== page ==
Allegro represented an undisclosed manufacturing company who owned a 1.6 million square foot headquarters campus in the greater Cleveland area. The campus consisted of approximately 1 million square feet of office space and 600,000 square feet of warehouse space in three different buildings, located on more than 150 acres of land. Upon identifying a new location for the company’s world headquarters, the client made the decision to liquidate the asset in order to raise cash for the new location and eliminate long-term carry costs on 1.6 million square feet of office and industrial space. However, the property’s location, size, multiple product types, and functional obsolescence made a typical market valuation challenging and severely limited the pool of potential investor and owner/user buyers. In addition, since the client intended to vacate the headquarters over a short period, an investor would be saddled with a minimum of 1.3 million square feet of vacant, functionally obsolete office and industrial space in a challenging location. The client engaged Allegro to perform a study to determine a value for the property based on the highest and most appropriate use, which would ultimately inform an asking price for the sale of the asset. Further, Allegro played an integral role in identifying and pursuing the most likely buyers and, ultimately, structuring a complex sale/leaseback transaction.
The unique circumstances described above made it impossible for Allegro to employ a typical real estate valuation. As such, the team developed an alternative strategy that included breaking the campus into pieces based on asset class (office, industrial, and land). Allegro assigned a value to each asset class based on the potential income (or lack thereof) it would generate for an investor while also taking into account the as-is value of the space for a potential user. The results indicated that the office portion of the space had negative value, both to an investor and to an owner/user due to the size (almost 1 million square feet), location, and necessary interior and exterior capital and aesthetic improvements required to make the space functional. The industrial and land portions did have value, but they could not overcome the negative value of the office space when the pieces were combined. Allegro then recognized that the only way to create value in the asset for an investor was through the client’s leaseback of a portion of the space. This strategy would allow the client to sell the building for a market price since the buyer could significantly mitigate losses realized from carrying the empty space during a long lease-up period.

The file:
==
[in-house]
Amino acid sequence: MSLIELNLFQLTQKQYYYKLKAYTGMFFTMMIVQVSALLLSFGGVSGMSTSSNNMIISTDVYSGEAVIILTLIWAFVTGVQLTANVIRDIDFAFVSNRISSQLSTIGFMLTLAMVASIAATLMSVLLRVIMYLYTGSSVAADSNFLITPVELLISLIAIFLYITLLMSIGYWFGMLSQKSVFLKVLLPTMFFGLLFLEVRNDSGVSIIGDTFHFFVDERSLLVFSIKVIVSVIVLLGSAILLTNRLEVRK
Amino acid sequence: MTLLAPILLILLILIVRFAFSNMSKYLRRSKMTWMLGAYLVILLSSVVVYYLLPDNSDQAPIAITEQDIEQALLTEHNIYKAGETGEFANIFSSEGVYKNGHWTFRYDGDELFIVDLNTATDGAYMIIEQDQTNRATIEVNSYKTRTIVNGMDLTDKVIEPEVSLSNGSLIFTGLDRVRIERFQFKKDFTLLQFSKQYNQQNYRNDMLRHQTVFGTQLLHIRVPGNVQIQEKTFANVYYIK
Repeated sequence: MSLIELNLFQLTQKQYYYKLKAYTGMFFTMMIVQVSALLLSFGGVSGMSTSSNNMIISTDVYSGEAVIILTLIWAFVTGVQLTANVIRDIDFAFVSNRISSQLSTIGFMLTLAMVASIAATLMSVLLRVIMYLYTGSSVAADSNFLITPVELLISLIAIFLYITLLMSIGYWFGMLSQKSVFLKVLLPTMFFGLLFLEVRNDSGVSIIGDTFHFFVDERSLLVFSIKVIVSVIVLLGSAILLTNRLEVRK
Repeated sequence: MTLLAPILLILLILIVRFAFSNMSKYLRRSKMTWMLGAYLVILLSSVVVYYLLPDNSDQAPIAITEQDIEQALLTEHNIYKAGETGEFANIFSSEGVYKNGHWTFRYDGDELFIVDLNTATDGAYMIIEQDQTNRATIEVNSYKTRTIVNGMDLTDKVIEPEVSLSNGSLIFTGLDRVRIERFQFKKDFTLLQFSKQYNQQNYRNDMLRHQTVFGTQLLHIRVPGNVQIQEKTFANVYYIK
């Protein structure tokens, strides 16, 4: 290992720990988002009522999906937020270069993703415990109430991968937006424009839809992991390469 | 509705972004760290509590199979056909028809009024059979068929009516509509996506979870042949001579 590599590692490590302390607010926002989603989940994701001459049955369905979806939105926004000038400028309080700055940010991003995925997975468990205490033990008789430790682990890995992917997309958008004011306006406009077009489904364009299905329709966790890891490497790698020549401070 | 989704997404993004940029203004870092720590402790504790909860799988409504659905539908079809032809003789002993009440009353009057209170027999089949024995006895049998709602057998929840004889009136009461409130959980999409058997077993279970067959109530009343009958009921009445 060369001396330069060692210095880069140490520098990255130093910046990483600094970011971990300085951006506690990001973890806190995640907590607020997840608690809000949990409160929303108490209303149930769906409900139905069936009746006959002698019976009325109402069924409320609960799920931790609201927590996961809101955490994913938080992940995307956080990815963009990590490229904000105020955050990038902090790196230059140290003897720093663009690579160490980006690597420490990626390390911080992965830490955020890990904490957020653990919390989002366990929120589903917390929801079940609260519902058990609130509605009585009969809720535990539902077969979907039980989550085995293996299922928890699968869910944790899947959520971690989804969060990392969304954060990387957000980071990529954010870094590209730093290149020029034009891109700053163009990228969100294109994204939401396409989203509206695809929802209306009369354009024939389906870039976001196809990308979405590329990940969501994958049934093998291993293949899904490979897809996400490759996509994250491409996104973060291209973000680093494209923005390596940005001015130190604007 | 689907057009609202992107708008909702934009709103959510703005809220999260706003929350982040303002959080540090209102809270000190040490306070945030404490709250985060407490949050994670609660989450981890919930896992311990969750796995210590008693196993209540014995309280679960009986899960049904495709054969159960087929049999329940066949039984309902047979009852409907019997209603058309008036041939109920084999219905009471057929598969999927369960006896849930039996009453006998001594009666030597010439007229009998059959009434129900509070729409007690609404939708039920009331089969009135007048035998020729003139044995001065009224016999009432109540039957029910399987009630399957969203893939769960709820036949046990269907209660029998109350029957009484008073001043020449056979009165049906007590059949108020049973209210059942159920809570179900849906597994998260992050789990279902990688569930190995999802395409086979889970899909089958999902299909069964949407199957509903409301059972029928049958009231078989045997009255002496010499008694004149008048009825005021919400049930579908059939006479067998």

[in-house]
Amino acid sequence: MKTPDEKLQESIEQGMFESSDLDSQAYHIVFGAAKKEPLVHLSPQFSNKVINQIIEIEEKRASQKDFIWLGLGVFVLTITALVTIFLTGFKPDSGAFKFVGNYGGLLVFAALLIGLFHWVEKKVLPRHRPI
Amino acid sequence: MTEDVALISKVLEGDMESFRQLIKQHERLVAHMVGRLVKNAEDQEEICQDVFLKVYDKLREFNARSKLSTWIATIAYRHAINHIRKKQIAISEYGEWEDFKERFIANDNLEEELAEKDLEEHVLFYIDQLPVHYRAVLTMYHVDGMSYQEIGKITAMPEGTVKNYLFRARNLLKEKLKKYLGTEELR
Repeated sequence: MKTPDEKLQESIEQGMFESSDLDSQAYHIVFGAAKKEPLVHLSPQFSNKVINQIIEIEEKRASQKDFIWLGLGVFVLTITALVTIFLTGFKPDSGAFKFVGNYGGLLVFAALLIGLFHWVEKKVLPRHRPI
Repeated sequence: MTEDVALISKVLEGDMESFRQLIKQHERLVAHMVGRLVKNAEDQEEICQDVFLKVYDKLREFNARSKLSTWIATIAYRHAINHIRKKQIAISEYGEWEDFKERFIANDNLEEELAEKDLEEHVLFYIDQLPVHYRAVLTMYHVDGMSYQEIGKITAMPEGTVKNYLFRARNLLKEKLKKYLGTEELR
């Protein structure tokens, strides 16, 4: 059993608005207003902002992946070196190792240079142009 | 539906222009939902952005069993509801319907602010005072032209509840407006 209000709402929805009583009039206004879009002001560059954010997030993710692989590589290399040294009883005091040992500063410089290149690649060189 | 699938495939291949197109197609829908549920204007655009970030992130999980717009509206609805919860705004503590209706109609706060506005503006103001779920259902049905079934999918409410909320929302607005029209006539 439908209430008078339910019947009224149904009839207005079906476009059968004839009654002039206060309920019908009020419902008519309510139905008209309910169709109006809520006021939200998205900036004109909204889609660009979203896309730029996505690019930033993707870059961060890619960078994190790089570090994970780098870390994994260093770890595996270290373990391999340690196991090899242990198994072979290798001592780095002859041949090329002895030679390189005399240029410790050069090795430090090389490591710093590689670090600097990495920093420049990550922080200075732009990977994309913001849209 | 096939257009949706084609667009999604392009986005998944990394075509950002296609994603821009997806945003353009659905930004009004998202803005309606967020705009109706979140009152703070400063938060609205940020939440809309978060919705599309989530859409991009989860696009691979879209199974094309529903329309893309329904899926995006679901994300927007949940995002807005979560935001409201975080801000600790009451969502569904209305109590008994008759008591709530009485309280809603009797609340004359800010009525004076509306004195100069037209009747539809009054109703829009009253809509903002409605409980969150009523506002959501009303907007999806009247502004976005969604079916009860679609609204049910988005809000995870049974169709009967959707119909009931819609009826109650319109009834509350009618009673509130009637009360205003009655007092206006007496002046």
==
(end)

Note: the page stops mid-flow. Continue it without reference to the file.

Based on both short-term and long-term lease assumptions, Allegro developed an asking price with which to approach likely investors. Utilizing deep local and national relationships, Allegro was able to garner interest from multiple developers and obtain two competing offers for the property. Once the preferred offer was selected, Allegro led a marathon negotiation of terms that included a purchase agreement and two leases: 1) a short-term lease that provided the buyer with immediate income to offset expenses over a minimum period at a while also giving the client flexibility in its relocation timeline; and 2) a long-term lease that guaranteed income for the buyer over a longer term based on a reduced square footage.
Ultimately, Allegro was able to help the client overcome significant hurdles in selling its headquarters campus in a condensed timeline at a market price, while maintaining flexibility in the client’s relocation timeline.